Effects of Insulin Overdose

Insulin is a medication given to diabetic patients who cannot make sufficient body insulin or whose body cannot use the body’s insulin effectively. Body insulin works to breakdown carbohydrates such as sugars into glucose. Glucose provides energy to the cells in order to function properly. When the body does not have sufficient insulin, sugar accumulates in the blood. The dosages of several types of insulin vary among patients based on their disease conditions. An overdose of insulin is an emergency that can become fatal.

Low Blood Sugar

According to the U.S. National Library of Medicine, the primary function of insulin is to control blood sugar and keep it within normal acceptable limits for the body. When diabetics take insulin in appropriate doses, they can control their blood sugar so that their bodies can function properly. When they take a higher than required, insulin over-compensates and drops the sugar to below normal levels, a condition known as hypoglycemia. Symptoms of hypoglycemia (low blood sugar) include severe hunger, cold sweats, headaches, palpitations, blurred vision, drowsiness, tiredness, confusion, seizures and coma.

Low Blood Potassium

Overdose of insulin causes a decrease in blood potassium, a condition known as hypokalemia. A severe drop in potassium causes fatigue and constipation. It can also cause changes in heartbeat and irregularity of heartbeat. Hypokalemia can also affect the muscles, causing a breakdown of muscles components as well as weakening of the muscles. When the muscles become affected, the patient may feel muscle tenderness, pain and weakness.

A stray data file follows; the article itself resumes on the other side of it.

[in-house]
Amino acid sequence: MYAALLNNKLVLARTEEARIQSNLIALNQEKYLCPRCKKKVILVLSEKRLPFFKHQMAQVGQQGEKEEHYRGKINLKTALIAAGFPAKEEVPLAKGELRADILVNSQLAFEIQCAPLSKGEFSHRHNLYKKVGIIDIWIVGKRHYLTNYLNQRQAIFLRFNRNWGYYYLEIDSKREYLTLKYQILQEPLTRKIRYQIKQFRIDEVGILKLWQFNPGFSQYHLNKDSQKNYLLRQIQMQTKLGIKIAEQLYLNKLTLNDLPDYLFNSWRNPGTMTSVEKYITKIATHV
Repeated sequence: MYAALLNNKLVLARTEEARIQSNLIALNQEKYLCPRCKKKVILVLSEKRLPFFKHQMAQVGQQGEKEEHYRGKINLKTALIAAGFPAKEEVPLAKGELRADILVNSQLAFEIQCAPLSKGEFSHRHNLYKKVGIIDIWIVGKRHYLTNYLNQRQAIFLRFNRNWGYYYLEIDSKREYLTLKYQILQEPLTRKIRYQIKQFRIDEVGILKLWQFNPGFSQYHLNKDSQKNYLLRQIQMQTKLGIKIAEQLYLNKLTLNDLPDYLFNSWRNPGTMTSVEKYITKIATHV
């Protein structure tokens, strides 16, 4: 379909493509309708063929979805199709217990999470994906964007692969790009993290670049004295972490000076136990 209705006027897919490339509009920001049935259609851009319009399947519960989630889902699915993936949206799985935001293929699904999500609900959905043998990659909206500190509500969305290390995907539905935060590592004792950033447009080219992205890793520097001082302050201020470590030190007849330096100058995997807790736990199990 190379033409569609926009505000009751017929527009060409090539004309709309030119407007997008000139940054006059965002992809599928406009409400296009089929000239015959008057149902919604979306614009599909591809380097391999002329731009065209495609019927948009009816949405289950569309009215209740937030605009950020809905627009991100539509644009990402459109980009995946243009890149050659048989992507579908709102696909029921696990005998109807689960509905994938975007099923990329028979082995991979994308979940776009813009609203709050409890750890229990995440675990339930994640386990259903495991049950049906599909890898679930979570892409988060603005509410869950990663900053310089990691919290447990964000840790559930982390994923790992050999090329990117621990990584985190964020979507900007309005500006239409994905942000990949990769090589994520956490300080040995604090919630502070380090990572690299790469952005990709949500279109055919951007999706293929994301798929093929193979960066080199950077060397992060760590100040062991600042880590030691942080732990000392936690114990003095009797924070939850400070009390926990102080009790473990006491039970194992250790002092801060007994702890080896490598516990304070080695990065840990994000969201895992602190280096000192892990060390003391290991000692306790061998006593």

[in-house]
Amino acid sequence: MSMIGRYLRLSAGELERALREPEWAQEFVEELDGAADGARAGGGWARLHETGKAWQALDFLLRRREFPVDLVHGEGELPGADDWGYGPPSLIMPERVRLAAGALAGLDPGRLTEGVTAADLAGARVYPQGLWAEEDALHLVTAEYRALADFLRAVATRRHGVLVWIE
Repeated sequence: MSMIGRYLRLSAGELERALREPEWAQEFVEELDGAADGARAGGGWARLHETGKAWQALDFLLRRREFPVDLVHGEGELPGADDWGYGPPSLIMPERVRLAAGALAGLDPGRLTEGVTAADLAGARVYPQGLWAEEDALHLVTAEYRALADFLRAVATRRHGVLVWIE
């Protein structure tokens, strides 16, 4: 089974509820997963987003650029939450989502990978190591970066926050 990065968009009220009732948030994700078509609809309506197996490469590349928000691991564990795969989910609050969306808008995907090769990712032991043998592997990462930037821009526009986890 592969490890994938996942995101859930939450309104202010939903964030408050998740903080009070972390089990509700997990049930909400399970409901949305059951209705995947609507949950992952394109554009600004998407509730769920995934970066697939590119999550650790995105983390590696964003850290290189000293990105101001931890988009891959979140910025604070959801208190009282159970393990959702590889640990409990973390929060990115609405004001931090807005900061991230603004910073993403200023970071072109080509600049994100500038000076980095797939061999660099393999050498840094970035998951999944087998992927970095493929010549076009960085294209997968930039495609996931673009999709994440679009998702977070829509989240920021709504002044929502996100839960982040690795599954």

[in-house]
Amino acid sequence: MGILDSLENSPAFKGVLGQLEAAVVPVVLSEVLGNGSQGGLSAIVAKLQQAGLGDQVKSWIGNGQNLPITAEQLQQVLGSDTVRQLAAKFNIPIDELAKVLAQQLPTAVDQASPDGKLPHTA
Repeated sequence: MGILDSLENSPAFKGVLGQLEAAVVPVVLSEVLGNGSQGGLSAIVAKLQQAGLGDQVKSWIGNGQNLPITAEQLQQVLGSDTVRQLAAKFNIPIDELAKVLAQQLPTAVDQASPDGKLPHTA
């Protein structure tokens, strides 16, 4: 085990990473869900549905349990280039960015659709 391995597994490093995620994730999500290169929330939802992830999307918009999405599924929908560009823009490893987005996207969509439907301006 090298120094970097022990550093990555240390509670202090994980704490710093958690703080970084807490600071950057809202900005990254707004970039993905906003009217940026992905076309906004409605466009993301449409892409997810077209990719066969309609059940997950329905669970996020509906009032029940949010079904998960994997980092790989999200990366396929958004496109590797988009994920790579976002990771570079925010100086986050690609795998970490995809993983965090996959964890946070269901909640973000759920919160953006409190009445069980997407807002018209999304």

Nervous System Problems

Excessive insulin can cause a depression of the body’s central nervous system (CNS). The CNS controls the brain, spinal cord and part of the eyes. When the central nervous system slows down, respiration and heartbeat also slows to abnormal rates. CNS depression can commonly lead to sleepiness, uncoordinated speech, abnormal gait and impaired thinking and actions. According to the National Institute of Health, CNS depression can cause coma or become fatal if the rate of breathing and heart rate remains sufficiently reduced.

Respiratory Problems

Insulin overdose can cause a serious respiratory distress known as Acute Respiratory Distress Syndrome (ARDS). ARDS is a life-threatening lung impairment that reduces the amount of oxygen received by the body due to inflammation in the lungs. People with ARDS frequently require a mechanical way to breathe (life support) since the respiratory system is no longer functional.
ARDS frequently leads to failure of other organs in the body due to insufficient oxygen supply to the cells, ultimately causing death.

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